Personality and Learning Styles of Final-Year Medical Students and the Impact of these Variables on Medical Specialty Choices


  • Irem Budakoglu
  • Onur Karabacak
  • Ozlem Coskun
  • Nese Karabacak


Objective: Medical student profile is changing on campuses today and there is a much greater variation in the range of personality type and learning style preferences to be considered. In this study it is aimed to determine the learning styles of medical school students at Gazi University and to find out whether there is any relationship between students’ personality types, learning style preferences and their medical specialty choices.

Methods: The study was conducted on 170 final year students (96.6%) at the Gazi University School of Medicine in the 2011-2012 academic year. The authors used Myers-Briggs Type Indicator (MBTI) to determine the personality traits and Grasha Riechmann Student Learning Style Scale (GRSLSS) to establish the learning styles.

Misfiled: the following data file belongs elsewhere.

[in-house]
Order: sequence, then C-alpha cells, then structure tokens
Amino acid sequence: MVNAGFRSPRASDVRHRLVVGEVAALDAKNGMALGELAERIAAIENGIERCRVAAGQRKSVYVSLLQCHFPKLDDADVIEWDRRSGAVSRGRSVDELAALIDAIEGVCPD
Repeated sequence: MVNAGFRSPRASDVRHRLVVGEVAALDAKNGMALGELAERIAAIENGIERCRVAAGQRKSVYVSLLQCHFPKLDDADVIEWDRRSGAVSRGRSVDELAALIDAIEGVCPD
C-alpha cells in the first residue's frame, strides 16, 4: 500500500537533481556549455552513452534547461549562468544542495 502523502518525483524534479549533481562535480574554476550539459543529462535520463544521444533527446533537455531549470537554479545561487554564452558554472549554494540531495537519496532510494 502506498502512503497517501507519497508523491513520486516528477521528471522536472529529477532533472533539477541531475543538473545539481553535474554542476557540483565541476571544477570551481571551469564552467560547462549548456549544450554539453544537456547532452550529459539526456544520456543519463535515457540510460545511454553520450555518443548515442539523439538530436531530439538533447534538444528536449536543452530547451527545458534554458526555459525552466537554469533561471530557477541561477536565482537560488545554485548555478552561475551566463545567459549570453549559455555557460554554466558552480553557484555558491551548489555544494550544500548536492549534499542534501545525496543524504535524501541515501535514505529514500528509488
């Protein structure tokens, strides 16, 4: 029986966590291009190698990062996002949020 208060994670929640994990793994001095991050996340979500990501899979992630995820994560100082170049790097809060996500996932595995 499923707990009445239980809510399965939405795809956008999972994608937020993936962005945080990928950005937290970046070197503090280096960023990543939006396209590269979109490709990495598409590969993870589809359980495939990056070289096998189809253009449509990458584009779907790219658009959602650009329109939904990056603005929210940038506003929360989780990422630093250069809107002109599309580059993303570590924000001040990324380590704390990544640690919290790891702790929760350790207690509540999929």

Results: During the study, 91.8% of the students declared that they wanted to be a specialist and 4.1% wanted to be a general practitioner in the near future. Most preferred specialty appeared to be dermatology (11.2%) in whole group. Choices of female students who want to be a specialist were dermatology, ophthalmology and obstetrics and gynecology and their distributions were 22.8%, 13.0% and 9.8%, respectively (p<0.05). The most common personality type in all preferred specialty areas was Introverted Sensing Thinking Judging (ISTJ). The students with ISTJ personality type had a higher score on the collaborative and competitive learning style.

Conclusion:  Last-year medical students are characterized by a ISTJ personality type in most of the medical specialty preferences. Furthermore, these students have collaborative and competitive learning styles. 


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Original Research